Collaboration has taken on more complexity and intensity in recent years thanks to advances in technology and globalization. Instead of having face-to-face, short-sleeved teams surrounding a worktable talking through plan, the collaborators may come together virtually from several different countries and need to deal with a variety of languages, cultures, and time zones. They may have never met face-to-face, might be employed by different organizations, and may drop in and out of projects, depending upon the demands for their skills. It’s more likely nowadays that they will deal with complexity, in terms of data available, skills required, conflicting needs of stakeholders, and the regulations.
I’ll write about key problems collaborators face and some of the tools available to ameliorate these in the next post. This time, I’ll explore key stages in an effective collaboration process.
Starting point—A collaboration team may be formed based on needs, questions, problems, opportunities, or ideas. Eventually the outcome of the group must be defined in a way that serves those who need solutions, but, even at the beginning, there needs to be some straw man language, a premise that will help to frame the endeavor and attract the right people. In addition, a basic process for work, including lines of authority and roles must be put in place. There need to be specifics on funding and available resources. Our preliminary list of skills and potential participants needs to be developed. Finally, basic information —data sources, background information, and history– needs to be organized in a way that will quickly allow orientation, perhaps even training, of team members as they are recruited and put on board.
Fact-Finding–One of the first jobs of the team has to be to understand the current situation. This goes beyond simply compiling the data to exploring it. They need to do analysis. They need to find connections. They need to put what is known or suspected into context with clear indications of which questions, ideas, and facts matter most.
Proposals and Options–It may be that the duty of the team is to formulate actionable recommendations. To do this, the perspectives and insights of team members need to be brought together, recombined, and judged. For each recommendation the language will need to be tuned, both for team members and, critically, for those who will need to decide and possibly act on recommendations. In addition, any reasonable proposals need to communicate clearly what their implications are –the risks, the benefits, the costs, and the consequences.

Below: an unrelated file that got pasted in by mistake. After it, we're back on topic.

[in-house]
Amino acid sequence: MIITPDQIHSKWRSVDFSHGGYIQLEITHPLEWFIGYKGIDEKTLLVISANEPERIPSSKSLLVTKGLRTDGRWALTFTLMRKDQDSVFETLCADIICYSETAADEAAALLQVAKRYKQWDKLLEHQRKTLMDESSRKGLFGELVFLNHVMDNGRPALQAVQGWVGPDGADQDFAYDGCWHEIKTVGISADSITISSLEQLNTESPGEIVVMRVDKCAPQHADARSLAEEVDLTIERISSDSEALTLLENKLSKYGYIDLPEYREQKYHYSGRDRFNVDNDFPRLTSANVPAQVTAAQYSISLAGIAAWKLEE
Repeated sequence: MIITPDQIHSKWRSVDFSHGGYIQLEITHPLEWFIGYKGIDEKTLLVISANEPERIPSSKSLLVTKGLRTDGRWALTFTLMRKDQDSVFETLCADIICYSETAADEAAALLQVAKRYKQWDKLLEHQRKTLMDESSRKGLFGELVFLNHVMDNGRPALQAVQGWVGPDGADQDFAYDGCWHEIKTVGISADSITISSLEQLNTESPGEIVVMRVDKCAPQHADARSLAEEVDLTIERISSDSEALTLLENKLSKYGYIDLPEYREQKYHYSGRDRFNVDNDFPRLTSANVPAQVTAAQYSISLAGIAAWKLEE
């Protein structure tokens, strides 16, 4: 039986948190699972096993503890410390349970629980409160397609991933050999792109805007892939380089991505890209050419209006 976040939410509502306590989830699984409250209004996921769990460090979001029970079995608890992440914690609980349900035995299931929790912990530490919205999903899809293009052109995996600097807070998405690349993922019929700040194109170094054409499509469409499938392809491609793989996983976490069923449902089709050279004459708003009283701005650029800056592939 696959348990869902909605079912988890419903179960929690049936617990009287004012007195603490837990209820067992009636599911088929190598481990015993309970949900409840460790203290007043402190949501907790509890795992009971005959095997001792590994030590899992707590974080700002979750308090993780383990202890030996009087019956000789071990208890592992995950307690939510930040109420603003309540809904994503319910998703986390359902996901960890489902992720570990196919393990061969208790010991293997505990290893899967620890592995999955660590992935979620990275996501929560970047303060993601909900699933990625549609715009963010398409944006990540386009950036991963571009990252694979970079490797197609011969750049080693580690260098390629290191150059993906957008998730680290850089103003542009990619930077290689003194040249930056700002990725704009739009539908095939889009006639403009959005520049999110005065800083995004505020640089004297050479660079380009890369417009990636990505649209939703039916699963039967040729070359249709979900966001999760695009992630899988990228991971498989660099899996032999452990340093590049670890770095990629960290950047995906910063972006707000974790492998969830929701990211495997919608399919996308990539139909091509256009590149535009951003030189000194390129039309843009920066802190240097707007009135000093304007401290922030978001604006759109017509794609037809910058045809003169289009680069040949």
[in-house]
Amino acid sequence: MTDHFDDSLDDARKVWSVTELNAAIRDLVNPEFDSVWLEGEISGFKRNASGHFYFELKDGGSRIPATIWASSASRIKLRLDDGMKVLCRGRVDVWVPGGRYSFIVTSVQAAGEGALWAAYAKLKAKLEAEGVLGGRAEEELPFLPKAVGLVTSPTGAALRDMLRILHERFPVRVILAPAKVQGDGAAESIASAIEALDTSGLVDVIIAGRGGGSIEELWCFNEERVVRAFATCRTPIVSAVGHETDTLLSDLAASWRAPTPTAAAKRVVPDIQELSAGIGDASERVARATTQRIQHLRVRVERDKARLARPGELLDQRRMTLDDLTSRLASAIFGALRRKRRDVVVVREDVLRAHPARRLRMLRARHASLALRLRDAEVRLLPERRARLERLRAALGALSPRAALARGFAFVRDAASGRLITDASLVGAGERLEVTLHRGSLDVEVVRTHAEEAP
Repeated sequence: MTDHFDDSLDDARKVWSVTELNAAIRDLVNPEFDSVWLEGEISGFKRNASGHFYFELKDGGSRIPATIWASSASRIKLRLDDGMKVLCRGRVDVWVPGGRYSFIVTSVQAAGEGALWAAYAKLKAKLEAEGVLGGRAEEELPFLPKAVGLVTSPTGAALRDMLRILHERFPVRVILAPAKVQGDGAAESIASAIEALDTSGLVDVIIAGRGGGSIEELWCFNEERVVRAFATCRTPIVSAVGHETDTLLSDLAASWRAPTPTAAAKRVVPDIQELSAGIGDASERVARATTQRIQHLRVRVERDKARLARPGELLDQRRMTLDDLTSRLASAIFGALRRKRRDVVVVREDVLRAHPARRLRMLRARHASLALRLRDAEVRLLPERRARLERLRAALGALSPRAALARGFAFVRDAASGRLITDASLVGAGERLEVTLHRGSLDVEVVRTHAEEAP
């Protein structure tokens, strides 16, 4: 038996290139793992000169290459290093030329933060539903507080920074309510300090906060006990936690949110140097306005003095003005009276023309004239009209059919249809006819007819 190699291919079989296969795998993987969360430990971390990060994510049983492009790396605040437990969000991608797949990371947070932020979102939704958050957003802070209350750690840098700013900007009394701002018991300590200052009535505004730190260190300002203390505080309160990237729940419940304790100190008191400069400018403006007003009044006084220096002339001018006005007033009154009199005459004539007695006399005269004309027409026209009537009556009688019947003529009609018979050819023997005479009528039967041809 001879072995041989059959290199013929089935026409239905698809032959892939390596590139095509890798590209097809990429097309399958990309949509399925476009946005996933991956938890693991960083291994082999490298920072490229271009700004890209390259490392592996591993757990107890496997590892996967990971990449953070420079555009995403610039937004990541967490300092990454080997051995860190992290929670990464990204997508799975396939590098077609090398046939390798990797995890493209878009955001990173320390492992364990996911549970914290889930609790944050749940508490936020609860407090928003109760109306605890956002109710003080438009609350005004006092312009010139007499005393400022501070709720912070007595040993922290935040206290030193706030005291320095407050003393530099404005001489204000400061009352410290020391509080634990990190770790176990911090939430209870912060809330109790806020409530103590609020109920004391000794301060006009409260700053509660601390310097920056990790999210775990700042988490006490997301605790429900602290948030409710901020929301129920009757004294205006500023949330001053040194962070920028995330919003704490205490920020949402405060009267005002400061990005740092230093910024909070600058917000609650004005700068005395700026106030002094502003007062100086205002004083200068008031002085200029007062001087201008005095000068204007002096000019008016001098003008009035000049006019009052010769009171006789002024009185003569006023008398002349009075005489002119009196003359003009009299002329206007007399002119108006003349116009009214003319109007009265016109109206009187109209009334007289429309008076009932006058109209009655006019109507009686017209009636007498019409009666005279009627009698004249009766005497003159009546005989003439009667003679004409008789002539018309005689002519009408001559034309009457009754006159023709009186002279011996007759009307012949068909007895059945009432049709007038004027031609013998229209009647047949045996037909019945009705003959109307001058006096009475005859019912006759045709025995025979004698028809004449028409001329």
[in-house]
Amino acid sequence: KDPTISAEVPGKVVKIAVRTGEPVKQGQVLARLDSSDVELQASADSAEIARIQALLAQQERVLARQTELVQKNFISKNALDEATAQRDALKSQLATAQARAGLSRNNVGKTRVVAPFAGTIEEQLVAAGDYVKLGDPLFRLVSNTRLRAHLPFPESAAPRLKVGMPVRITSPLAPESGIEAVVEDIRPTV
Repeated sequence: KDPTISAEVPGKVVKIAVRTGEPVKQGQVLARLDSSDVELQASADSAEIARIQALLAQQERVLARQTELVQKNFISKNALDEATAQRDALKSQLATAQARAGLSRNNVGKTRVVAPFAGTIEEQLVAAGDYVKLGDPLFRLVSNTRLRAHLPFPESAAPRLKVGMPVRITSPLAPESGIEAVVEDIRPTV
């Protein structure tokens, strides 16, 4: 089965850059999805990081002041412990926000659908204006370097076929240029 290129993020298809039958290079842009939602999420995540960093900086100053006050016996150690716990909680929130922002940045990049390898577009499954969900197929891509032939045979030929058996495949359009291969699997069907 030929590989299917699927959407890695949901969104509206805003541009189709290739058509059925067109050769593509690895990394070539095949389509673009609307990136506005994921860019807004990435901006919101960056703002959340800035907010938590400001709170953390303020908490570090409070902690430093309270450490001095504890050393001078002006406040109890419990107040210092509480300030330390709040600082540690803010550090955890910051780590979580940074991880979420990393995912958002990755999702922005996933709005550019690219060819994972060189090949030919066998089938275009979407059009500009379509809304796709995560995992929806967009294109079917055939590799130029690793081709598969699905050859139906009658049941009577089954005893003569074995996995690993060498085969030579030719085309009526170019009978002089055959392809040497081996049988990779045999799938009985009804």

Decisions—Collaboration, when it only leads to a list of recommended actions handed off to stakeholders or decision-makers, is unlikely to be successful. Committees, study groups, and other well-meaning teams deliver cogent and thoughtful advice every day without results. An effective collaboration team builds trust even as the work is underway, understands the people who will receive the recommendations, is available to explain and rework recommendations, and puts whatever they have to offer to a larger context that includes social systems, available resources, values, and culture. In a sense, the collaboration team finds ways to collaborate with people for whom their output is intended.
Action—The work of putting recommendations that are accepted to work in the real world to create products or develop services or change perspectives or redistribute power or resources within the community only matters if there is implementation. The best strategies and the finest decisions have no value if they never come alive in the real world beyond plain documents and authorizations. Execution is critical, and that requires assignments, roles, accountability, resources, ongoing tweaking and revision, and review.
Evaluation–Ultimately, once the goals of the collaboration team are realized in the world, what has been accomplished needs to be understood. Lessons need to be learned. People need to be credited for their work. Success needs to be determined. Future action needs to be planned. And there needs to be a level of analysis and documentation that prompts other successes moving forward. No project is completely integrated into society without evaluation and accountability.
These stages of collaboration, which, admittedly, could be gone into more deeply, provide scaffolding for understanding collaboration practices and tools. It’s interesting to note that they are as essential to the short-sleeved team around the table as they are to the virtual team around the world. But, working face-to-face allows for less conscious effort on each of these and fewer tools as talented people naturally fill in the gaps for elements that are not made explicit. The more complex, dispersed, and diverse the team, the more deliberate those people who wish to take advantage of collaboration must be in examining each stage and rectifying deficiencies.